This week, Microsoft brings original content to Xbox, Apple tries to track you with real nanobots and YouTube erroneously brings down videos.
Scott is a developer who has worked on projects of varying sizes, including all of the PLUGHITZ Corporation properties. He is also known in the gaming world for his time supporting the rhythm game community, through DDRLover and hosting tournaments throughout the Tampa Bay Area. Currently, when he is not working on software projects or hosting F5 Live: Refreshing Technology, Scott can often be found returning to his high school days working with the Foundation for Inspiration and Recognition of Science and Technology (FIRST), mentoring teams and helping with ROBOTICON Tampa Bay. He has also helped found a student software learning group, the ASCII Warriors, currently housed at AMRoC Fab Lab.
With over ten years of audio engineering experience, Nick's addition to PLuGHiTz Corporation is best served when he is behind the mixing board every Sunday night to produce the audio side of F5 Live: Refreshing Technology, Piltch Point and PLuGHiTz Live Night Cap. While mixing live every week, his previous radio show hosting experience gives him the ability to co-host as well, giving each show a unique flare with his slightly off-center, yet still realistic take on all things tech. An integral part of the show, you can find Nick always enveloped in coming up with new (and sometimes crazy) ideas and content for the show and you can always expect the most direct opinion on the stories that he feels need to be shared with the world. During the few hours where Nick isn't sleeping or working on ways to improve the company, he spends his free time going to hockey and football games and playing the latest titles on Xbox 360. Email him for his gamertag and add him today for a fun escape from the normal monotony and annoyance that the Xbox LIVE gaming community can sometimes be!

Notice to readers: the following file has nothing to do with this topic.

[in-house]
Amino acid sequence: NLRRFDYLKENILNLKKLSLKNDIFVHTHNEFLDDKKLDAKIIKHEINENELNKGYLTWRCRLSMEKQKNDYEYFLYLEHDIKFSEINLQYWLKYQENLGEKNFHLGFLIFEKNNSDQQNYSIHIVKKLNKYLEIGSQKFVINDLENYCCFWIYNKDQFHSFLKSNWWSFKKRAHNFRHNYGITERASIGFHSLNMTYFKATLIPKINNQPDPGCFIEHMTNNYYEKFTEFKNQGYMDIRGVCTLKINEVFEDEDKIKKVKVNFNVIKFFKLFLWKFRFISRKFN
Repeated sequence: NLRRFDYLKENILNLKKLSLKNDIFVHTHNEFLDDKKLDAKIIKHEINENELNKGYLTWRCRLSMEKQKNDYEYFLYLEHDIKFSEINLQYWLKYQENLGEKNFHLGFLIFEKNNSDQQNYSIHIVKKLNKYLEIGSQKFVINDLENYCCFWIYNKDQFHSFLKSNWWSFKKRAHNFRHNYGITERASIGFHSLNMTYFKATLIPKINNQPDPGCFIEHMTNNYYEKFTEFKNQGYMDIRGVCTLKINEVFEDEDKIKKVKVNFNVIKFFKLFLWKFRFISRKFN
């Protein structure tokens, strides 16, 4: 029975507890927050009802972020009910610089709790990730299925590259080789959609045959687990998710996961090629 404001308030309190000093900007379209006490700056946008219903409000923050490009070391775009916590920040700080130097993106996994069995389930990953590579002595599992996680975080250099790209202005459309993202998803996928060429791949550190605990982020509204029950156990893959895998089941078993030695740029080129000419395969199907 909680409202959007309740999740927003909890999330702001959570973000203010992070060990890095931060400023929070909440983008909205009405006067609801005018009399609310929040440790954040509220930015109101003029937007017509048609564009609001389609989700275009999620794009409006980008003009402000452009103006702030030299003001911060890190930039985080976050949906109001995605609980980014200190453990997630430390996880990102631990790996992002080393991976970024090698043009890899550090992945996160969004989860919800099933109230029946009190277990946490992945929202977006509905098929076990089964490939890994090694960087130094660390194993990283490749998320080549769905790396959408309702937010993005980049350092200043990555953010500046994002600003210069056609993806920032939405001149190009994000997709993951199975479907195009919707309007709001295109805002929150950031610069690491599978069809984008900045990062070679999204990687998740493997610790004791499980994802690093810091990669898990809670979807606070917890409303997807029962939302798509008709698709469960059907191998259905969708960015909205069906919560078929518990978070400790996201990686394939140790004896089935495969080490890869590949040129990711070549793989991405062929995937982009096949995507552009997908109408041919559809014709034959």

Avram's been in love with PCs since he played original Castle Wolfenstein on an Apple II+. Before joining Tom's Hardware, for 10 years, he served as Online Editorial Director for sister sites Tom's Guide and Laptop Mag, where he programmed the CMS and many of the benchmarks. When he's not editing, writing or stumbling around trade show halls, you'll find him building Arduino robots with his son and watching every single superhero show on the CW.
One of the stranger hurdles in the Nokia transition to Microsoft has been a handset factory in India. The factory in question was seized by the Indian government because of owed taxes from Nokia regarding software licenses. The seizure meant that Nokia did not technically own the facility, which was scheduled to change hands to Microsoft.
Anyone who produces regular content for YouTube has had a video flagged before. It can be for music, video, imagery and, sometimes, it can be for something outside of your control. For example, music playing very quietly in the background of a live event where you are conducting an interview.
It has been two years since we discussed Foot Path's customer tracking service and the inevitable consumer fallout that occurred as a result. In those two years more smartphones have been sold and consumers have become even more weary of being tracked, both online and in reality. The move away from cookies on the Internet has been the biggest recent indicator.
If you want more proof that Microsoft's Xbox One is truly meant for all walks of life, we have it this week. Microsoft announced that the company will be launching its first batch of original programming on the Xbox One and also the Xbox 360 sometime in early 2014. This would put the next-gen console in direct competition with Amazon Instant Video, Hulu and Netflix, which all currently offer original content on their services. The difference here is that both the Xbox 360 and Xbox One will have content on a platform that Microsoft has complete control over.